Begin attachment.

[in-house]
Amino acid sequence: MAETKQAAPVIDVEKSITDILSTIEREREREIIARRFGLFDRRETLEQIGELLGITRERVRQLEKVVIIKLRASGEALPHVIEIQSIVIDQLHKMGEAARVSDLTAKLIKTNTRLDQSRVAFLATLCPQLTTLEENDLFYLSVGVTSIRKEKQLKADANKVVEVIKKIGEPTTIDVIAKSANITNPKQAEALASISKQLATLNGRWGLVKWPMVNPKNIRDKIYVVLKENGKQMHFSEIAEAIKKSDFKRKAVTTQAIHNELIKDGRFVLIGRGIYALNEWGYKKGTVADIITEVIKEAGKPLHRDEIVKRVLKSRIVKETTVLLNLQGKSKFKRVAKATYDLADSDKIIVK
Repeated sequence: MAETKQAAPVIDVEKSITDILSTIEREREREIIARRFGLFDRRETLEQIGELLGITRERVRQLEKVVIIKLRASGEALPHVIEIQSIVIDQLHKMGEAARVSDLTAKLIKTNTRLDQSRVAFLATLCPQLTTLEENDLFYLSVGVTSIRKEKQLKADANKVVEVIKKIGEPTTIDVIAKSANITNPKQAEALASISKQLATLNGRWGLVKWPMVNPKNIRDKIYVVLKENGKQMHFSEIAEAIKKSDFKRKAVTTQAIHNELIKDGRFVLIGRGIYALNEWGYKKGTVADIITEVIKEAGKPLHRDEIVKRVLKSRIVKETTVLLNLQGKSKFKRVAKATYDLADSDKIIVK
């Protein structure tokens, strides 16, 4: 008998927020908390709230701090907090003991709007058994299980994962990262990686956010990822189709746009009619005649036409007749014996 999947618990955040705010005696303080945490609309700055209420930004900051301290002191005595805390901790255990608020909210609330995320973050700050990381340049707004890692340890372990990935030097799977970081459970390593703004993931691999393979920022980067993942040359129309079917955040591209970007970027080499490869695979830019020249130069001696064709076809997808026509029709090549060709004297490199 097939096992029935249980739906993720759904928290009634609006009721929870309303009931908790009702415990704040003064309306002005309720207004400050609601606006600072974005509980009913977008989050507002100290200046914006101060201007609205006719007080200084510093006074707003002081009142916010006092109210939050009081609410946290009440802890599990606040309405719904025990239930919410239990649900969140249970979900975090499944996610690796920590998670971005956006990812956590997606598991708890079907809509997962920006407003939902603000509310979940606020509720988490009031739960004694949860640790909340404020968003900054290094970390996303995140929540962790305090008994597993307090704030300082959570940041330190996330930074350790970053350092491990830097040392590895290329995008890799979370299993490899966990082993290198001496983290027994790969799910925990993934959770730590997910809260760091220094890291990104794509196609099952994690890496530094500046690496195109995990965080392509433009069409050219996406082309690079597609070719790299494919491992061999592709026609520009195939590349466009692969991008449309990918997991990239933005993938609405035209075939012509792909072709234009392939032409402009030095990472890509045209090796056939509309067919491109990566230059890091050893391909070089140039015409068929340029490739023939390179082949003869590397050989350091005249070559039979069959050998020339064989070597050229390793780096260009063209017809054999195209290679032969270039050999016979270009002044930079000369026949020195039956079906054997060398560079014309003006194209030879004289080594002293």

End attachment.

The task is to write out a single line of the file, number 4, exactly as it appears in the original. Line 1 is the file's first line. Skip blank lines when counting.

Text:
């Protein structure tokens, strides 16, 4: 008998927020908390709230701090907090003991709007058994299980994962990262990686956010990822189709746009009619005649036409007749014996 999947618990955040705010005696303080945490609309700055209420930004900051301290002191005595805390901790255990608020909210609330995320973050700050990381340049707004890692340890372990990935030097799977970081459970390593703004993931691999393979920022980067993942040359129309079917955040591209970007970027080499490869695979830019020249130069001696064709076809997808026509029709090549060709004297490199 097939096992029935249980739906993720759904928290009634609006009721929870309303009931908790009702415990704040003064309306002005309720207004400050609601606006600072974005509980009913977008989050507002100290200046914006101060201007609205006719007080200084510093006074707003002081009142916010006092109210939050009081609410946290009440802890599990606040309405719904025990239930919410239990649900969140249970979900975090499944996610690796920590998670971005956006990812956590997606598991708890079907809509997962920006407003939902603000509310979940606020509720988490009031739960004694949860640790909340404020968003900054290094970390996303995140929540962790305090008994597993307090704030300082959570940041330190996330930074350790970053350092491990830097040392590895290329995008890799979370299993490899966990082993290198001496983290027994790969799910925990993934959770730590997910809260760091220094890291990104794509196609099952994690890496530094500046690496195109995990965080392509433009069409050219996406082309690079597609070719790299494919491992061999592709026609520009195939590349466009692969991008449309990918997991990239933005993938609405035209075939012509792909072709234009392939032409402009030095990472890509045209090796056939509309067919491109990566230059890091050893391909070089140039015409068929340029490739023939390179082949003869590397050989350091005249070559039979069959050998020339064989070597050229390793780096260009063209017809054999195209290679032969270039050999016979270009002044930079000369026949020195039956079906054997060398560079014309003006194209030879004289080594002293």